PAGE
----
Asian Centre for Human Rights

Dedicated to promotion and protection of human rights in Asia

INFO BY COUNTRY / INDIA / ANNUAL REPORT / GUJARAT

GUJARAT

I. Overview

Ruled by the Bharatiya Janata Party (BJP), Gujarat remained one of the most intolerant States in India. Vandalizing of paintings and physical assault by Bajrang Dal and Vishwa Hindu Parishad symbolized intolerance. [1]

The police registered a case of rape and murder against Kadi police station sub-inspector Rakesh Pathak, in whose residence a woman constable, Shirin Karimbhai had received gunshot injuries and died in hospital on the night of 25 November 2004. [2] The NHRC directed the State government to pay compensation of Rs 1 lakh for custodial death of Haji Mohd Nabuji Tentwala in 1995. The NHRC registered 32 custodial deaths in 1999-2000, 38 in 2000-2001, 52 in 2001-2002 and 51 in 2002-2003 in Gujarat. [3]

However, major human rights violations continued to revolve around the Gujarat riots of February-March 2002 and Chief Minister Narendra Modi. The Supreme Court held the modern day Neros responsible for the Gujarat riots while transferring the trial of the Best Bakery case from Gujarat to Maharashtra. While the Supreme Court transferred a few cases for trial outside of Gujarat, around half of the communal violence cases i.e. 2,032 out of 4,252 were closed down by Gujarat Police after classifying them as “true but undetected”. [4]

The alleged encounter death of Ishrat Jehan Shaikh, Javed, Jishan Johar, and Amjadali Akbarali Rana alias Salim [5]  was termed by Peoples Union for Civil Liberties and other NGOs as “One more encounter for Modi’s sake?”

Undertrials involved in the Godhra carnage case alleged of harassment by jail authorities during namaz and poor medication inside the Sabarmati jail. Of the 305 persons booked under Prevention of Terrorism Act, 2002 for alleged involvement in Gujarat riots and subsequent crimes, only seven are Hindus. [6] As the Congress-led United Progressive Alliance reaffirmed to repeal POTA, the Gujarat assembly adopted the Gujarat Control of Organised Crime (GUJCOC) Act and referred to President A.P.J. Abdul Kalam. [7]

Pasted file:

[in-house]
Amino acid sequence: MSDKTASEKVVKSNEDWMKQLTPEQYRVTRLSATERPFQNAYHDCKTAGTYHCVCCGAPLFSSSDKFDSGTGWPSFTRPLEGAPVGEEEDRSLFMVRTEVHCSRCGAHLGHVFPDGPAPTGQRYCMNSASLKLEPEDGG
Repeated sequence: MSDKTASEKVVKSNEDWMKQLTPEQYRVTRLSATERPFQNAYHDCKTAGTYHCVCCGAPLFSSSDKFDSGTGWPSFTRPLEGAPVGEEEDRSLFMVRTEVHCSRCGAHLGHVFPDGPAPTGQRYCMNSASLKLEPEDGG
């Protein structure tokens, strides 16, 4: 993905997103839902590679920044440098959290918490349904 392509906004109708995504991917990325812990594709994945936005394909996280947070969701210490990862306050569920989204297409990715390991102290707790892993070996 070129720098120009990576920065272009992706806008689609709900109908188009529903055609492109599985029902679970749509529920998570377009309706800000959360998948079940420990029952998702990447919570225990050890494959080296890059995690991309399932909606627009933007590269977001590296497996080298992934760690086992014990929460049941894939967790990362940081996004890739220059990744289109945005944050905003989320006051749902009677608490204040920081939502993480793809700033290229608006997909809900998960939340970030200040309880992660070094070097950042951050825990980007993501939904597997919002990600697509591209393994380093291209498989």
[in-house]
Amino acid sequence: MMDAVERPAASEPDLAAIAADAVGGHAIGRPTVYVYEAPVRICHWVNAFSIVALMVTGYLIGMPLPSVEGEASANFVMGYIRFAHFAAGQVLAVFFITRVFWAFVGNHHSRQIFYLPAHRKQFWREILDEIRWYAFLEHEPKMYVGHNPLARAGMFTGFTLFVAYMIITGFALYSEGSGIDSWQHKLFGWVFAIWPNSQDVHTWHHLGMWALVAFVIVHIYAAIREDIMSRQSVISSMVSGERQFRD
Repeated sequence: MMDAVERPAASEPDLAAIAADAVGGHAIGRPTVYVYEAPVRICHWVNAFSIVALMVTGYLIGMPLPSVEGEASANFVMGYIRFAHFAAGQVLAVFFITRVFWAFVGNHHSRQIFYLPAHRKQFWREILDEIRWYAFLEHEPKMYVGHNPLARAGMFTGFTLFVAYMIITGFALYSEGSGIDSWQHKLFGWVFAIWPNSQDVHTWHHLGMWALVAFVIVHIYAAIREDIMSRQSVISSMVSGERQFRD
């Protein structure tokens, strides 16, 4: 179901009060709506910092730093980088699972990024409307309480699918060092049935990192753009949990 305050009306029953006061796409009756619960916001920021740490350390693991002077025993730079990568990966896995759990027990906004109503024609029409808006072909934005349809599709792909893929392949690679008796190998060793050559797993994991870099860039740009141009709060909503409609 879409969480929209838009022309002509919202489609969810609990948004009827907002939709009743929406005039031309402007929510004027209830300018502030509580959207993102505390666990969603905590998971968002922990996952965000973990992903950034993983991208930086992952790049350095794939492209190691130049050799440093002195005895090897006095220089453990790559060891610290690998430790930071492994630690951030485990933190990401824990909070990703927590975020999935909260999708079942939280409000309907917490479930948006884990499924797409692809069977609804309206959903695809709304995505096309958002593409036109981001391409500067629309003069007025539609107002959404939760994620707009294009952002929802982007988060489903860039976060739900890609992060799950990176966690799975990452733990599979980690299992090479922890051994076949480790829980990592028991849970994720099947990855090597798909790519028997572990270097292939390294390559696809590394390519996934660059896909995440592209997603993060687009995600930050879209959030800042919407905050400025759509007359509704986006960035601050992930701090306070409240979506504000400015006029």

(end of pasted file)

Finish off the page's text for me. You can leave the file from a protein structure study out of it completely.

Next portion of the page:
Human rights defenders whether noted dancer Mallika Sarabhai, Teesta Setalvad, Fr. Cedric Prakash or Shabnam Hashmi faced harassment, intimidation and physical attacks for either attempting to provide justice to the victims of Gujarat riots or for exposing the truth about the riots. [8]

Oppression of the Dalits continued unabated in Gujarat. Stigmatization and social boycott of the Dalit are common irrespective of what positions they hold in the government. [9]

Despite failure to rehabilitate all the dam oustees, mainly the indigenous/tribal peoples, in Maharashtra and Madhya Pradesh on 13 March 2004, the State government of Gujarat cleared an additional 10 metres for the Sardar Sarovar dam in clear violation of the Supreme Court order of 2000. [10] Although the Narmada Control Authority’s website shows ‘zero families’ for rehabilitation, according to Narmada Bachao Andolan, 11,000 families remained to be resettled at the current height of the dam at 110 metres. [11]


[1] . Gallery vandalised over Durga painting, The Times of India, 30 January 2004

[2] . Rape, murder charges against Kadi PSI, The Indian Express, 28 November 2004

[3] . Please refer to the NHRC Annual Reports

[4] . SC orders review of all Gujarat riot cases, The Hindustan Times, 18 August 2004

[5] . Lashkar terrorists shot dead, The Hindu, 16 June 2004 

[6] . ‘99.9% Pota accused in Gujarat were Muslims’, The Asian Age, 16 July 2004

[7] . Gujarat, MP to bring in POTA-like law, The Hindustan Times, 20 September 2004

[8] . CID questions Gujarat human rights activist, The Indian Express, 11 June 2004

[9] . IG or IAS officer, Dalit is still an untouchable, The Times of India, 29 June 2004

[10] . Thirsty Gujarat celebrates as Narmada dam height raised, Kutch to drink, The Indian Express, 17 March 2004

[11] . Narmada team cuts short tour, The Hindu, 15 December 2004